Lesotho-born and raised, Nancy Messieh, The Next Web's Middle East Editor, is an Egyptian writer and photographer based in Cairo, Egypt. Fol Lesotho-born and raised, Nancy Messieh, The Next Web's Middle East Editor, is an Egyptian writer and photographer based in Cairo, Egypt. Follow her on Twitter, her site or Google+ or get in touch at [email protected]
According to information uncovered by a Bahraini blogger who goes by the name Chan’ad Bahraini, Olton, a British intelligence firm may be assisting the Bahrain government in keeping tabs on activists and dissidence in the country.
Olton, a London based company founded by a former intelligence analyst in the UK navy specializing in corporate intelligence consultancy, is known to have worked with Bahrain’s government, but the nature of that work has been questioned.
At first glance, Olton’s description of the kind of its services it does is vague enough to make it sound equally sinister and harmless at the same time:
Olton provide intelligence across a wide range of corporate and government sectors, meeting the ‘need to know’ with reliable, actionable insight. Our investigation and analysis is thorough, timely and effective.
Our aim is to unearth relevant information to underpin the best decision making, whether over complex or single issues. We identify the critical factors that reveal risks and opportunities, so leading to a better understanding of the whole picture than an adversary.
The Bahrain Tender Board posts reports of all tender awards, and the document for April clearly lists Olton. According to the report, Olton was contracted by Bahrain’s Economic Development Board for two months, to “to develop an electronic system to track international media.” It sounds harmless enough.
Digging a little deeper, Chan’ad found a puzzling recommendation on the LinkedIn profile of Olton’s Managing Director for the Middle East and Africa, Mark C. The recommendation comes courtesy of none other than Yousef BuHazza, a member of Bahrain’s Ministry of Interior.
Did Olton develop a similar electronic system to track more than just international media?
Olton’s services and technology are described on the company’s site:
At Olton, we are world leaders in ‘Open Source’ intelligence retrieval: the collection and analysis of unclassified, publicly available information….This is largely due to ORA, Olton’s own, patent pending technology: the first complete solution for managing investigations amongst the vast quantities of information available on the web and other public sources.
Olton’s ORA software platform is unique. With its ‘web-trawling’ technology and methodology, it is capable of producing considerably more usable, quality data, because it goes far beyond publicly available search engines. This allows our researchers to delve deeper into many databases, subscription sources and obscure corners of the internet, simultaneously.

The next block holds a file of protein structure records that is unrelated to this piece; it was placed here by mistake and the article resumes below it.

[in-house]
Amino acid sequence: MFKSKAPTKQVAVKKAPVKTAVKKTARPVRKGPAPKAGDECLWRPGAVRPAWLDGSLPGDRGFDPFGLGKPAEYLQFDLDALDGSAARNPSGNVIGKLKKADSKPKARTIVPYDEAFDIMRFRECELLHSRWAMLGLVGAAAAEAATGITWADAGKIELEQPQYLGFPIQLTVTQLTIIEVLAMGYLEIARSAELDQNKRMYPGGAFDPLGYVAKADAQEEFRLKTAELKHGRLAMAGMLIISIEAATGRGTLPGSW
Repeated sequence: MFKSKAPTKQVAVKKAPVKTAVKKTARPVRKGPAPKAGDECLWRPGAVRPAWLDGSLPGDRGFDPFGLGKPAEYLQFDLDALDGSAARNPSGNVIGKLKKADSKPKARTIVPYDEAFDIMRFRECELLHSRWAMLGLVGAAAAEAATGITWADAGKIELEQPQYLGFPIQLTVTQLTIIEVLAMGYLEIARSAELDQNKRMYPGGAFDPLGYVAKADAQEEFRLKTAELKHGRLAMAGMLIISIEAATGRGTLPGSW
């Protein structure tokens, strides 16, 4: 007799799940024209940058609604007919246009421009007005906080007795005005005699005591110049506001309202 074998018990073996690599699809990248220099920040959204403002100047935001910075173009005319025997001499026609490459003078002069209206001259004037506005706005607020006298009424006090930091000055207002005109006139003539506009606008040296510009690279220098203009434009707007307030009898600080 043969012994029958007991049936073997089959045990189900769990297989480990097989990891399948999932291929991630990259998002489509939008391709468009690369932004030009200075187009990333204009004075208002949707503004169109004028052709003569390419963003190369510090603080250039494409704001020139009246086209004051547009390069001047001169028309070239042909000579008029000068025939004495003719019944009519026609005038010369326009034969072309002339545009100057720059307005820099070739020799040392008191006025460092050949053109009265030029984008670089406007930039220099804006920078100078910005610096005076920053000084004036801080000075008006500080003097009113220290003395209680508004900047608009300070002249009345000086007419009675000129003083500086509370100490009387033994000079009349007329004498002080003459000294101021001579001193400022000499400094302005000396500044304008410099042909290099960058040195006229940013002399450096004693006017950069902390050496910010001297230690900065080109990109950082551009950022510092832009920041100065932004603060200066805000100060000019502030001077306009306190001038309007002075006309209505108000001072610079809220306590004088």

ORA uses not only Olton’s own patent technology, but also integrates Microsoft and Dell technology in the mix.
The site also clearly states:
“We apply our expertise to identify, monitor and analyse relevant media information, thus freeing communications teams to develop and execute winning reputation management strategies…
Olton achieves mastery across the traditional broadcast, print and standard online media. Significantly, we are also leaders in understanding the influential, modern ‘Web 2.0’ media, such as Twitter, Facebook and web forums, and their ever-morphing variations.”
Olton launched and heavily promoted its ORA software platform this February at IDEX in Abu Dhabi — the largest weapons and defence exhibition in the Middle East.
He also points to a tweet believed to be about Olton, posted at the time of the exhibition by a former reporter for the UAE’s newspaper, The National:
He also uncovered the fact that the Olton founder filed a patent for their technology in 2008, with one particularly worrying paragraph:
Security agencies may apply this capability to their efforts to detect and track insurgent activity, and provide a mechanism for operatives to pool and share their knowledge in a secure and controlled way.
As Chan’ad says, none of this is conclusive, but there are far too many question marks in the information provided. Could all of the information uncovered be sheer coincidence?
Western companies continue to be implicated in investigations of governments clamping down on their citizens’ freedom of speech, whether in Libya, Syria, Tunisia and beyond.
While outright censorship of websites has long been known to be practiced in Bahrain, could this be the first hint that, like its counterparts, Bahrain has also been using western technology to track down and arrest anti-government protesters?
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